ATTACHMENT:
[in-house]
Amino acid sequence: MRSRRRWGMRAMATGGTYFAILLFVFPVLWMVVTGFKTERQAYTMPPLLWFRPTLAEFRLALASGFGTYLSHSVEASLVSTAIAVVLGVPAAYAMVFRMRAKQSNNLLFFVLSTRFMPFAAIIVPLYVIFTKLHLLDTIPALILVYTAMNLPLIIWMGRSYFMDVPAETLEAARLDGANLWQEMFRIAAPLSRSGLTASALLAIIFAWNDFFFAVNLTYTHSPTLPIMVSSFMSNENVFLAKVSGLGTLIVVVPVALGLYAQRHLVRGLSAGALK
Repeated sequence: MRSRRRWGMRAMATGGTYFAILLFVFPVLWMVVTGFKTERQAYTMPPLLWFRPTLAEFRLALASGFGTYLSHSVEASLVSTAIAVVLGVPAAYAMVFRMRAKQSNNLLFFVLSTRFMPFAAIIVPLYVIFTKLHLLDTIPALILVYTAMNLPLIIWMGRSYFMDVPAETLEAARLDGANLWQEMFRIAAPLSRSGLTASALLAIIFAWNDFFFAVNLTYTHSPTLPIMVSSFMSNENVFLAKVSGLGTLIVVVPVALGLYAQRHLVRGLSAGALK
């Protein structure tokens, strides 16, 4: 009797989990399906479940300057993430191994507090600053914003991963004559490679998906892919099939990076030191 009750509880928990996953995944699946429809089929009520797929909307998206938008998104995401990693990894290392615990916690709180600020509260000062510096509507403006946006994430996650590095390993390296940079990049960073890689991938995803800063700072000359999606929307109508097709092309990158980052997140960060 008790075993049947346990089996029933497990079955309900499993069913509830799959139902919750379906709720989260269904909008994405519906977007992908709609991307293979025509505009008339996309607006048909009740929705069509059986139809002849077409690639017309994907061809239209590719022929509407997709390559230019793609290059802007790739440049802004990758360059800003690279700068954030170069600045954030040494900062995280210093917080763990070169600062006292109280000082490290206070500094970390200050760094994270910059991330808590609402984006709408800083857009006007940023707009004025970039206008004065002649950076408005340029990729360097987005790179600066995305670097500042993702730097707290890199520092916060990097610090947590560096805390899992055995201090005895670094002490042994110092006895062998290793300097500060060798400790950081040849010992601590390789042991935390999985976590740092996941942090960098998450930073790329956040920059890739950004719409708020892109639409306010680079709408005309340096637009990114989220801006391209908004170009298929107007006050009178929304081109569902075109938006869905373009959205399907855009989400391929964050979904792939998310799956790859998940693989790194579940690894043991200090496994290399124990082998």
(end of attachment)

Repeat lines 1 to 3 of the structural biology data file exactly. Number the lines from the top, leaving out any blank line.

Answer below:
[in-house]
Amino acid sequence: MRSRRRWGMRAMATGGTYFAILLFVFPVLWMVVTGFKTERQAYTMPPLLWFRPTLAEFRLALASGFGTYLSHSVEASLVSTAIAVVLGVPAAYAMVFRMRAKQSNNLLFFVLSTRFMPFAAIIVPLYVIFTKLHLLDTIPALILVYTAMNLPLIIWMGRSYFMDVPAETLEAARLDGANLWQEMFRIAAPLSRSGLTASALLAIIFAWNDFFFAVNLTYTHSPTLPIMVSSFMSNENVFLAKVSGLGTLIVVVPVALGLYAQRHLVRGLSAGALK
Repeated sequence: MRSRRRWGMRAMATGGTYFAILLFVFPVLWMVVTGFKTERQAYTMPPLLWFRPTLAEFRLALASGFGTYLSHSVEASLVSTAIAVVLGVPAAYAMVFRMRAKQSNNLLFFVLSTRFMPFAAIIVPLYVIFTKLHLLDTIPALILVYTAMNLPLIIWMGRSYFMDVPAETLEAARLDGANLWQEMFRIAAPLSRSGLTASALLAIIFAWNDFFFAVNLTYTHSPTLPIMVSSFMSNENVFLAKVSGLGTLIVVVPVALGLYAQRHLVRGLSAGALK